As expected, Bryant ran away with the National League award (CBS Sports)
In a year where power made a bit of a comeback in the MLB, 26 rookies reached double digit home run totals, including four who topped 20. With young guys like Mike Trout, Bryce Harper, Manny Machado, and Nolan Arenado all showing plenty of power early on, it's safe to say the next generation of sluggers has arrived.
It was fitting, then, when the top rookie home run hitter in each league was named Rookie of the Year on Monday. In the AL that was Carlos Correa, the 20 year-old wunderkind who led all shortstops with 22 long balls. In the NL it was Kris Bryant, a unanimous selection after delivering on the immense hype that preceded his debut.
An awesome spring training made Bryant the frontrunner for the award, and he didn't disappoint after the Cubs promoted him in mid-April. Other than taking three weeks to launch his first big league bomb, everything about his rookie campaign went off without a hitch. He played a smooth third base in addition to displaying light-tower power, the Cubs made the playoffs, and he walked away with NL Rookie of the Year.
Bryant was an easy choice after leading his rookie class in, well, just about everything. He was tops among first-years in WAR (both versions), home runs, RBI, runs, and doubles. He also led National League rookies in OBP, slugging, and OPS. In fact, only one other player in baseball history had as many runs, homers, RBI, doubles, and walks in their rookie season as Bryant. You may have heard of him; his name was Ted Williams.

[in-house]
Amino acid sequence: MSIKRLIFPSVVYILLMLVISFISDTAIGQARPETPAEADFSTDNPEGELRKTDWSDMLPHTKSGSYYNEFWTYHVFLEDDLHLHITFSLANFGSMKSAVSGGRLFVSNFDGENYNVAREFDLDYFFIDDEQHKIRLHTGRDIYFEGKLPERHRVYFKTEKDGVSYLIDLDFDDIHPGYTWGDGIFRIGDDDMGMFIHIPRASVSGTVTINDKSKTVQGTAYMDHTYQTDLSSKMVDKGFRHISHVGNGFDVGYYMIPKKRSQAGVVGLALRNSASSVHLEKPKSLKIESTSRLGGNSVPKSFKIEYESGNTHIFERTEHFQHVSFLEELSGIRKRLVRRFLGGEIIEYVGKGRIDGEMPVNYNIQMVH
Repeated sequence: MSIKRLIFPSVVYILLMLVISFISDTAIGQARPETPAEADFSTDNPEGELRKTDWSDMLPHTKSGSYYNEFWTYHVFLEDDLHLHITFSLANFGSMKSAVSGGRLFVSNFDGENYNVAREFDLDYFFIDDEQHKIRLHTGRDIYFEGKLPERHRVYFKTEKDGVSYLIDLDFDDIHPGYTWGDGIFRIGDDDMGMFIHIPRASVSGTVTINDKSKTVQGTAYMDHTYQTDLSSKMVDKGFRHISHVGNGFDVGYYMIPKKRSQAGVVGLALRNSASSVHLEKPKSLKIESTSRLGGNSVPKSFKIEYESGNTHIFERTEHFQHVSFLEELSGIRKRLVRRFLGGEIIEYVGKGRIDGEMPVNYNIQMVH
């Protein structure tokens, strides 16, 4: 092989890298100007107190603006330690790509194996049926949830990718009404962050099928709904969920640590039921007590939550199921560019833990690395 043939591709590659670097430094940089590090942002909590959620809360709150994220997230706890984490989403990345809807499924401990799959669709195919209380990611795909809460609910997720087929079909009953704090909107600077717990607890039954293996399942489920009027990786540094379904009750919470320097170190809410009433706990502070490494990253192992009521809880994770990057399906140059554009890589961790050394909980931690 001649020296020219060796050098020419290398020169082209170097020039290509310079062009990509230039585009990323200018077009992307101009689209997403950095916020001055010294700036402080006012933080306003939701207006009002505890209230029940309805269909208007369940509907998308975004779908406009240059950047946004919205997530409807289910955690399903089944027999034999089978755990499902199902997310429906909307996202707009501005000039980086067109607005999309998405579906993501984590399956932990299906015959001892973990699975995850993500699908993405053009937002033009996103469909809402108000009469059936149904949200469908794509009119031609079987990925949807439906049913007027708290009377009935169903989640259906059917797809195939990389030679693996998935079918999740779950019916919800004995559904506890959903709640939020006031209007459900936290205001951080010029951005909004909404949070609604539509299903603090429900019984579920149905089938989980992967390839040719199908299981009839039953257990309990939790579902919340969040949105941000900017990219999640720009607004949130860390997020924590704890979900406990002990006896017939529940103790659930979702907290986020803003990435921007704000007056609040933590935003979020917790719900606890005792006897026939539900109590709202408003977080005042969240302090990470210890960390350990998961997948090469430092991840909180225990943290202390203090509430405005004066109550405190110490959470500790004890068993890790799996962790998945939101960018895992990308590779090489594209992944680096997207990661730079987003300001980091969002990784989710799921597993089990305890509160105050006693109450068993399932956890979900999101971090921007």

Comparing Bryant to Teddy Ballgame is both premature and unfair, as Bryant is more of a slugger whereas Williams was the best pure hitter ever, but you get the point. Bryant is already in special company, and this is just the start of what figures to be a marvelous career. If he can cut down on his strikeouts, he has the tools to challenge Trout and Harper as the best players in the game.
The only issue I had with the National League vote was Joc Pederson finishing outside the top five. That would have seemed inconceivable four months ago, when he was battling Bryant for top rookie status. Despite Pederson's second half slide (just nine home runs and a .622 OPS after June 3rd), he still finished the year with more home runs than every rookie besides Bryant and the sixth-best walk rate in baseball, all while patrolling center field for the NL West-winning Los Angeles Dodgers.